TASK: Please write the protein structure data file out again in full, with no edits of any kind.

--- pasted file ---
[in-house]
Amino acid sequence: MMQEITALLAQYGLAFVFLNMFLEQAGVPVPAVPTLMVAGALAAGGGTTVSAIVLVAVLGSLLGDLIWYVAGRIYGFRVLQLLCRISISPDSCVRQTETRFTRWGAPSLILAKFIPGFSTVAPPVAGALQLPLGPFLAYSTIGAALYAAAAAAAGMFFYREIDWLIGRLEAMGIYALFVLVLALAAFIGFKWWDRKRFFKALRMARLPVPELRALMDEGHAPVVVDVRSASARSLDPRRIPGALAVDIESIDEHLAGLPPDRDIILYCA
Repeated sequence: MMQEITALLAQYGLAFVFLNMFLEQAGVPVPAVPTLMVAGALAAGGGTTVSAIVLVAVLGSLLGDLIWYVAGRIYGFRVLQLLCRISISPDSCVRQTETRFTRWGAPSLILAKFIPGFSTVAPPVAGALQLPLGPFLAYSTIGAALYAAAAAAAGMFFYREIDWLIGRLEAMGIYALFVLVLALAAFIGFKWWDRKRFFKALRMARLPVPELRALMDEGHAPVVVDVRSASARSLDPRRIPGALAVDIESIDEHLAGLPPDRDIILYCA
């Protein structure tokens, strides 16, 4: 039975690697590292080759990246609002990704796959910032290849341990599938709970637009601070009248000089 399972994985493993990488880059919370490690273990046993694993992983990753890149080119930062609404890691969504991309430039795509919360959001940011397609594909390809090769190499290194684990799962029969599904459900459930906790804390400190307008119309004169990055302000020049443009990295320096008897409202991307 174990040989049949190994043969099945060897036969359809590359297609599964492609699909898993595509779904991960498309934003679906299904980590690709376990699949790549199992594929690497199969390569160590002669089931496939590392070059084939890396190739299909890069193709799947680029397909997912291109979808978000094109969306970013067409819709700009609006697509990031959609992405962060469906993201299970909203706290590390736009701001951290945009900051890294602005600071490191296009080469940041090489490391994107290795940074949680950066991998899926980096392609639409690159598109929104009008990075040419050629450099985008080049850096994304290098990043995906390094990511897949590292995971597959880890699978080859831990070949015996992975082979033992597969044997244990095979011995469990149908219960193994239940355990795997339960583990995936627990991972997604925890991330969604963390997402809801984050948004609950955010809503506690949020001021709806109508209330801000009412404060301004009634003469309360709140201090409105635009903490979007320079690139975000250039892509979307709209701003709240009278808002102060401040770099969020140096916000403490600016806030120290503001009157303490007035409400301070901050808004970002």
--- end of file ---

[in-house]
Amino acid sequence: MMQEITALLAQYGLAFVFLNMFLEQAGVPVPAVPTLMVAGALAAGGGTTVSAIVLVAVLGSLLGDLIWYVAGRIYGFRVLQLLCRISISPDSCVRQTETRFTRWGAPSLILAKFIPGFSTVAPPVAGALQLPLGPFLAYSTIGAALYAAAAAAAGMFFYREIDWLIGRLEAMGIYALFVLVLALAAFIGFKWWDRKRFFKALRMARLPVPELRALMDEGHAPVVVDVRSASARSLDPRRIPGALAVDIESIDEHLAGLPPDRDIILYCA
Repeated sequence: MMQEITALLAQYGLAFVFLNMFLEQAGVPVPAVPTLMVAGALAAGGGTTVSAIVLVAVLGSLLGDLIWYVAGRIYGFRVLQLLCRISISPDSCVRQTETRFTRWGAPSLILAKFIPGFSTVAPPVAGALQLPLGPFLAYSTIGAALYAAAAAAAGMFFYREIDWLIGRLEAMGIYALFVLVLALAAFIGFKWWDRKRFFKALRMARLPVPELRALMDEGHAPVVVDVRSASARSLDPRRIPGALAVDIESIDEHLAGLPPDRDIILYCA
């Protein structure tokens, strides 16, 4: 039975690697590292080759990246609002990704796959910032290849341990599938709970637009601070009248000089 399972994985493993990488880059919370490690273990046993694993992983990753890149080119930062609404890691969504991309430039795509919360959001940011397609594909390809090769190499290194684990799962029969599904459900459930906790804390400190307008119309004169990055302000020049443009990295320096008897409202991307 174990040989049949190994043969099945060897036969359809590359297609599964492609699909898993595509779904991960498309934003679906299904980590690709376990699949790549199992594929690497199969390569160590002669089931496939590392070059084939890396190739299909890069193709799947680029397909997912291109979808978000094109969306970013067409819709700009609006697509990031959609992405962060469906993201299970909203706290590390736009701001951290945009900051890294602005600071490191296009080469940041090489490391994107290795940074949680950066991998899926980096392609639409690159598109929104009008990075040419050629450099985008080049850096994304290098990043995906390094990511897949590292995971597959880890699978080859831990070949015996992975082979033992597969044997244990095979011995469990149908219960193994239940355990795997339960583990995936627990991972997604925890991330969604963390997402809801984050948004609950955010809503506690949020001021709806109508209330801000009412404060301004009634003469309360709140201090409105635009903490979007320079690139975000250039892509979307709209701003709240009278808002102060401040770099969020140096916000403490600016806030120290503001009157303490007035409400301070901050808004970002």